And I enjoyed it. It’s always nice to watch a story where things work out the way you want them. Where players don’t get left on base inning after inning. Where closers close. Where fluke bobbles and bad hops don’t turn what should have been a close game into a rout. But such is real baseball. Sometimes it’s painful to watch.
The love-suffer paradox of baseball is something every fan understands. Everyone loves to watch their team win. Only the true believers can stand to watch when the wheels fall off and the wagon hurtles towards the collision.
Such has been the story for much of the Nats season this year, a year that started out with understandably inflated hopes and perhaps more than the usual illusions of grandeur. After winning a National League East title last season, this year the Natitude was writ in bold print, with all the drama of prize fight hoopla. Yet now, with more than two-thirds of the season behind them, and the humbling list of injuries and missed opportunities still growing, the team is struggling to climb back to .500. A wild card would have to be pretty wild for them to qualify for the kind of thrilling post-season they gave us last year.
Last week, after a drubbing from the Mets, Bryce Harper delivered a public plea to his team to pull themselves together and play with “heart.” At 20 years of age, Harper is still so young. I wonder if he ever saw “Damn Yankees,” the classic musical in which a fan makes a Faustian deal with the devil in order to secure a winning season for his team, which, as it happens, was the Washington Senators. The song “Heart,” sung by the entire team to the young phenom Joe Brody, claims that talent and smarts are fine as far as they go, but without heart, no team can go all the way.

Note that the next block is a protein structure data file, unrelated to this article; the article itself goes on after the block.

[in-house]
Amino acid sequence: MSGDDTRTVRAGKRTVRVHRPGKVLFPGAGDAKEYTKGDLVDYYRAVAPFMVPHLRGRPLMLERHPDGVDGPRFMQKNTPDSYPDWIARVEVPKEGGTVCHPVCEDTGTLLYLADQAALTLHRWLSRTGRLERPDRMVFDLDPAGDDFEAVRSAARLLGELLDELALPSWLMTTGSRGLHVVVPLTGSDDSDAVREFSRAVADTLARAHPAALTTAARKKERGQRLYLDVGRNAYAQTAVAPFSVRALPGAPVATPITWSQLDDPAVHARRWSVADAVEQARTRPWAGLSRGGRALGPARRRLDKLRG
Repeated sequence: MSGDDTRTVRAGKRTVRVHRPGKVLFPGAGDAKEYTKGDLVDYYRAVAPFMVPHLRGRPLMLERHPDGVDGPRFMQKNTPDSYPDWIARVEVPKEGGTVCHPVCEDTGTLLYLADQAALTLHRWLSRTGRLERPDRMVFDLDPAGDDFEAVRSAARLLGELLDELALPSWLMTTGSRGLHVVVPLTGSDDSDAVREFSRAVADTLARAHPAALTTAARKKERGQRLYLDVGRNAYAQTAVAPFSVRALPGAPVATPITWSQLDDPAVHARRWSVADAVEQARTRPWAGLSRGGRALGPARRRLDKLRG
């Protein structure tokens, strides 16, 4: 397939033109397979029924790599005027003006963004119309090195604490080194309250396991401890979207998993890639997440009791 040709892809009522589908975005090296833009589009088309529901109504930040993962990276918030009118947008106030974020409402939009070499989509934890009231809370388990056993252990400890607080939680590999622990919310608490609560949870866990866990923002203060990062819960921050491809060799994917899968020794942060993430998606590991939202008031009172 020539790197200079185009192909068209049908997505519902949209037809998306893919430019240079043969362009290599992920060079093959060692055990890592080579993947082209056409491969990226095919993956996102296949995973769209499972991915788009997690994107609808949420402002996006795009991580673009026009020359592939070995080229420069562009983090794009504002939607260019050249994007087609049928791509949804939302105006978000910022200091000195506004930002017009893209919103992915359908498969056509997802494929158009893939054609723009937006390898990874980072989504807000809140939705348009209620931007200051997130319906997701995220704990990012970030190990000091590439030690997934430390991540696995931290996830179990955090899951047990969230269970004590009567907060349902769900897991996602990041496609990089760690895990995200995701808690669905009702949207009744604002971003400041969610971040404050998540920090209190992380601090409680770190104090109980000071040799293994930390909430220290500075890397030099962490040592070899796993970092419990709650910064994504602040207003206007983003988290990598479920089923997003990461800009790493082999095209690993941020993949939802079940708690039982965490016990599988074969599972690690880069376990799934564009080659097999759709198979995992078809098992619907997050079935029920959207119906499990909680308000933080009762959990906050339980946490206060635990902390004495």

I would have loved to hear Bryce break into song. But that would have been a clown move. Not his style.
But I applaud him for trying to remind his team, including the managers and handlers, that all the talent in the world can only take a team so far. Luck and heart—or call it crazy determination if you like—is essential to get through the grueling 160-game season, the ups and downs, the curves and swerves.
Eastwood’s baseball movie has a simple, satisfying conclusion, but the plot also touches on serious issues such as aging, gender discrimination, ethnic prejudices and bias. It’s an old fashioned movie about values. It doesn’t rely on an overly dramatic sound track or special effects (though Amy Adams’ hair could qualify as a special effect—it has enough curve, curl and movement to confuse any hitter.)
But the point of the movie goes beyond baseball. Like a good pitch, life comes at you pretty fast, and your at-bat can be over in a blink. So it’s important to make the most of every moment. And to watch out for the curves, because soon enough we’re all headed round the bend. Enjoy the game while you can.